Mad, Beautiful Ideas
Paper Review: Thumbs Up or Thumbs Down?

Thumbs Up or Thumbs Down? Semantic Orientation Applied to Unsupervised Classification of Reviews, a 2002 paper from Peter D. Turney of Canada's National Research Council, was referenced by the Semantic Analysis paper I read a few weeks back.

You may recall that I quite enjoyed that paper, and I felt like I was getting a fair amount out of it. However, I feel that about all this paper really did for me was point me toward other papers that may contain more real information.

The algorithm proposed is interesting, in that it looks at adjectives and adverbs to determine tone, but attempts to assign context by taking the next word, since the context of a adjective can determine if it's positive or negative sometimes. This measurement is done based on a statistical ratio weighting on probabilities that words co-occur.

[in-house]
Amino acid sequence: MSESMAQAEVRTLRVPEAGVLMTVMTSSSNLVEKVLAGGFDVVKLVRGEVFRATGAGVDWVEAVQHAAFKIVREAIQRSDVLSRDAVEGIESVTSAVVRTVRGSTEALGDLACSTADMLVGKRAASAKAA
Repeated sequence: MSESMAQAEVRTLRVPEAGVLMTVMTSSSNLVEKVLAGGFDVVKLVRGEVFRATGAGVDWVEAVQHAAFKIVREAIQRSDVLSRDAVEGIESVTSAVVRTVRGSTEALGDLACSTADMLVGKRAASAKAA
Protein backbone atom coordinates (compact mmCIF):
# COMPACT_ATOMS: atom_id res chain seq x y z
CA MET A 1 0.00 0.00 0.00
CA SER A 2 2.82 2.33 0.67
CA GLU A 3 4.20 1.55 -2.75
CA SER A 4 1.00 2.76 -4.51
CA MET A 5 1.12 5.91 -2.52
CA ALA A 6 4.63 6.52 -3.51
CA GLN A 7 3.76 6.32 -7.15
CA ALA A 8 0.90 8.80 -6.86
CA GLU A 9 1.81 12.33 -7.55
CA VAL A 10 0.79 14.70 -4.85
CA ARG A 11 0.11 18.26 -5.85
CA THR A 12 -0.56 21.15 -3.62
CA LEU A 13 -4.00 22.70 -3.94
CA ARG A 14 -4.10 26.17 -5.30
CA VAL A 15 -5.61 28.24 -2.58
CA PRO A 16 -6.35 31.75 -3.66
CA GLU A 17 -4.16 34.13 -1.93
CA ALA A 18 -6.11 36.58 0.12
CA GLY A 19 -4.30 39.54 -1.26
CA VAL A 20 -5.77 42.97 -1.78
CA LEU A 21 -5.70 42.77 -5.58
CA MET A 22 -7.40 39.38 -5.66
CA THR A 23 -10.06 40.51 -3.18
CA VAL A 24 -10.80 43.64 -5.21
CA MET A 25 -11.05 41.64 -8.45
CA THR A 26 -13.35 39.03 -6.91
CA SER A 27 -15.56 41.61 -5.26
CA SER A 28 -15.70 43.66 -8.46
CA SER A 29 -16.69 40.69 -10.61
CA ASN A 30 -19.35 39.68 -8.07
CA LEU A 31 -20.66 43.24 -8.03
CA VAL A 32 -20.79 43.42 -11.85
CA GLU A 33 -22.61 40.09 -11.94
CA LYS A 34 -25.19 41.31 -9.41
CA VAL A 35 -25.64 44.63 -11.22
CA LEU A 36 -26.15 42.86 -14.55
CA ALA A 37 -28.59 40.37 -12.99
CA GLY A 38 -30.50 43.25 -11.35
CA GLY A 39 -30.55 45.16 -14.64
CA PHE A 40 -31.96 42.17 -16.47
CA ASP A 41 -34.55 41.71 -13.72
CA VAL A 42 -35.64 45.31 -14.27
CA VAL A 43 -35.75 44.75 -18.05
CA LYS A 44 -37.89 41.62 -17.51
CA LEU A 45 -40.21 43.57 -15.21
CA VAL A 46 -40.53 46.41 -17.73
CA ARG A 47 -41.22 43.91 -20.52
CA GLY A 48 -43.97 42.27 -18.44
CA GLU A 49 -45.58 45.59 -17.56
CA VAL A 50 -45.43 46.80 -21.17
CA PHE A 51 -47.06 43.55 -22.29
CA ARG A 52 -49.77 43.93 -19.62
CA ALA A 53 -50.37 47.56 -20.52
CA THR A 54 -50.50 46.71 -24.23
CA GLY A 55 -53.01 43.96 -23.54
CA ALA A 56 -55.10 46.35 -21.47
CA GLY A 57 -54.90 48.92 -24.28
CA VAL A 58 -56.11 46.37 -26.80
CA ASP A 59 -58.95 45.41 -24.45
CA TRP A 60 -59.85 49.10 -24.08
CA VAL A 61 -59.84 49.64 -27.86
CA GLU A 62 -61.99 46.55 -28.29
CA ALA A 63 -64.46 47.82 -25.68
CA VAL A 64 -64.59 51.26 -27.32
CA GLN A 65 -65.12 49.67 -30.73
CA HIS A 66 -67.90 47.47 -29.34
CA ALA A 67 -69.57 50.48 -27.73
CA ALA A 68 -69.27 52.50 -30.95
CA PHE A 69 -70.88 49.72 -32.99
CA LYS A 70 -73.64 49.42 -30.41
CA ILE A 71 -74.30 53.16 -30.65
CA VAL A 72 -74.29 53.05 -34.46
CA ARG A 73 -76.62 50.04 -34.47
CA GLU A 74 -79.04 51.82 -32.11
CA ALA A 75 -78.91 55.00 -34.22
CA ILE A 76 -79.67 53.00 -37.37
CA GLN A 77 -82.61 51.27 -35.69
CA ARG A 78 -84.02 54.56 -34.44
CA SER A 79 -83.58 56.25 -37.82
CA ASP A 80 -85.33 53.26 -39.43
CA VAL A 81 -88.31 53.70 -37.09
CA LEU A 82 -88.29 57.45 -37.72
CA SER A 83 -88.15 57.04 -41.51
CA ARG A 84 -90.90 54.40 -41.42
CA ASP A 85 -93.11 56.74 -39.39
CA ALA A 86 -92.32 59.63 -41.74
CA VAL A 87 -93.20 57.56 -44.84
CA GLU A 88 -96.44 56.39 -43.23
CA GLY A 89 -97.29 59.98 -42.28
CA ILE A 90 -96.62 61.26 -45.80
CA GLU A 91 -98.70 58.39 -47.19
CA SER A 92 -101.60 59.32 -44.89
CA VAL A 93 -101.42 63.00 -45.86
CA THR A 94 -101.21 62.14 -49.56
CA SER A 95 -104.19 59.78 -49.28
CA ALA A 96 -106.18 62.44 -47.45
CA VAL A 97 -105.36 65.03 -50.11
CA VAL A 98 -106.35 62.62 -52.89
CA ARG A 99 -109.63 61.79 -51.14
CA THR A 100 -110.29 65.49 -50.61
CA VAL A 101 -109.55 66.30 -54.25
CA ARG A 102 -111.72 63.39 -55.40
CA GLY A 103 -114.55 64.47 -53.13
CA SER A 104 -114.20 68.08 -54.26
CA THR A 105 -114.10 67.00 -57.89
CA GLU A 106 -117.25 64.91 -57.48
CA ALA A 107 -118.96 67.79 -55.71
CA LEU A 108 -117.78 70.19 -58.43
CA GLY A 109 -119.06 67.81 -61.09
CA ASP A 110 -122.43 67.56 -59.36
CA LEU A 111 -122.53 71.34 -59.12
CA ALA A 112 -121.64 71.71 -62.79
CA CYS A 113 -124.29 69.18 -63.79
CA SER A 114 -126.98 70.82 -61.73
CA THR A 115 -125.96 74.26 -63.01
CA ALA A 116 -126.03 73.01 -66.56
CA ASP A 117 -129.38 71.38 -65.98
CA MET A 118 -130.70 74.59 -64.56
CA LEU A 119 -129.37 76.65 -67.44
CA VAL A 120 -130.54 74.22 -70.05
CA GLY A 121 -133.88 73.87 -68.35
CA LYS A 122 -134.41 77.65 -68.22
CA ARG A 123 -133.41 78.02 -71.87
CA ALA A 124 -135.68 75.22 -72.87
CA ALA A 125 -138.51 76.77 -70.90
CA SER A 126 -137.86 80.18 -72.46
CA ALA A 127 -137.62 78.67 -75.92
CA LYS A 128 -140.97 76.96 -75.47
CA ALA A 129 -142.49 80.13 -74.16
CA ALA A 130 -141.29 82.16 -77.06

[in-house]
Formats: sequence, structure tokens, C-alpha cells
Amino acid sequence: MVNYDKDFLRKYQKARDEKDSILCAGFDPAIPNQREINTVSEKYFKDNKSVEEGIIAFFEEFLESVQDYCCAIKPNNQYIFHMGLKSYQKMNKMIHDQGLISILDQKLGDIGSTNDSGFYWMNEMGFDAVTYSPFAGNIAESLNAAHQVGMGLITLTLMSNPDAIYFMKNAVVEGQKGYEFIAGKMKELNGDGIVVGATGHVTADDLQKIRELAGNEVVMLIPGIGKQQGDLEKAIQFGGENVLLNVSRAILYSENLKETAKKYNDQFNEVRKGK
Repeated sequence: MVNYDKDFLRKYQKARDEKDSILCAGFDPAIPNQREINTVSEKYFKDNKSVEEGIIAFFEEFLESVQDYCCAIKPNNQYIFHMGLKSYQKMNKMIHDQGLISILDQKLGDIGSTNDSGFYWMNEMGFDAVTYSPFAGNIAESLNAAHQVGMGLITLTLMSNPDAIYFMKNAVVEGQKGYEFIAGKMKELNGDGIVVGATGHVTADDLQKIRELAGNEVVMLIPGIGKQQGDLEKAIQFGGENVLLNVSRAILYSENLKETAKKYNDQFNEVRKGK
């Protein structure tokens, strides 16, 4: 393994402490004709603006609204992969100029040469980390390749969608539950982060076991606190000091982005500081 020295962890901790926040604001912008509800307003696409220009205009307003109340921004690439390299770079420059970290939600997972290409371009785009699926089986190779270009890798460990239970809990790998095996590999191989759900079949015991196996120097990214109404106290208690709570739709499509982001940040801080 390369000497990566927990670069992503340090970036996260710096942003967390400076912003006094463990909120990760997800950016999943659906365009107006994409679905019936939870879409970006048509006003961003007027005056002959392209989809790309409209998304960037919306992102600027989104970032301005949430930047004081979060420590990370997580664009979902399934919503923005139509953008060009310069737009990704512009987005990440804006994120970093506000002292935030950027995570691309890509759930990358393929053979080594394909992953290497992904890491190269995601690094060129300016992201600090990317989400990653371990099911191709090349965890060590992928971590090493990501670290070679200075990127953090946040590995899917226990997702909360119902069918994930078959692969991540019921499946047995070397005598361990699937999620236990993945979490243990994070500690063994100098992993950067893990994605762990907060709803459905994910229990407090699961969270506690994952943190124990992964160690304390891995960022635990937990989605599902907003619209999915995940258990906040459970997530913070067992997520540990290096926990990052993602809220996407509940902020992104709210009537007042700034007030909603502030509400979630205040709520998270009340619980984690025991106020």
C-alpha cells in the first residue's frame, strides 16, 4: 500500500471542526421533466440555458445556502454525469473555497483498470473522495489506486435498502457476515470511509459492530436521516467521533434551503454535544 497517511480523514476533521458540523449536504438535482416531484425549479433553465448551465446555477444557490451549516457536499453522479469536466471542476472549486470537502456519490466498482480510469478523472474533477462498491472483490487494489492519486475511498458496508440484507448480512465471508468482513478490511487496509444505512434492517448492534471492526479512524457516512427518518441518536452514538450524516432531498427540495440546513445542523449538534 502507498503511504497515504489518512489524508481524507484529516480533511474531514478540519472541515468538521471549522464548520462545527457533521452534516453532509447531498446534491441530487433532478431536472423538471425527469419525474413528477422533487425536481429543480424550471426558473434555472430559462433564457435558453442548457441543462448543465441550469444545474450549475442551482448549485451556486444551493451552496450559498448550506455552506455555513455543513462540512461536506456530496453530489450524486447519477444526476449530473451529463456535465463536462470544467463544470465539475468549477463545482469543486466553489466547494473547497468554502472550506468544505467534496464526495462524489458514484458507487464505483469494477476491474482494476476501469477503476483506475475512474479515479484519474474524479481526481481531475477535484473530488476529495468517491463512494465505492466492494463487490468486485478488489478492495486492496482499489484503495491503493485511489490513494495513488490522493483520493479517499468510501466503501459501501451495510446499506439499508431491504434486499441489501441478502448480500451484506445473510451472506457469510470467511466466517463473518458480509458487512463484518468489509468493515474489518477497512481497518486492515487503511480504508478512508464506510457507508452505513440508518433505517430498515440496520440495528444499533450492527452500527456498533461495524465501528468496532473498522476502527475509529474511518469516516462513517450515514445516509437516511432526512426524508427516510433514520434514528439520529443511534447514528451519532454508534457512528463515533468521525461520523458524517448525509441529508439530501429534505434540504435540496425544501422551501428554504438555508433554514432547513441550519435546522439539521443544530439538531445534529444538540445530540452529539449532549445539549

This idea of phrase dependence on the adverb/adjective does appear to carry some success. On non-film reviews, the algorithm would generally be able to guess over 70% of the time if the review was positive or negative. Even with film, it was right 60% of the time, only weakened by the fact that almost every movie carries with it good and bad that people talk about in the same review.

I'm not entirely sure how he seeded the values used to generate the Semantic Orientation scores, which is probably why I'm not terribly into this paper. Those scores appear to hold the majority of sway over the outcome of the algorithm, and I don't know where they came from.

The basic finding, that you get a significant boost to the accuracy of your result by considering the word following the adjective or adverb, is significant, but for some reason this paper really failed to grab my attention with the possibilities it raised. Perhaps I just need to read more of the work it's based on.

Next Week: On sequential Monte Carlo sampling methods for Bayesian filtering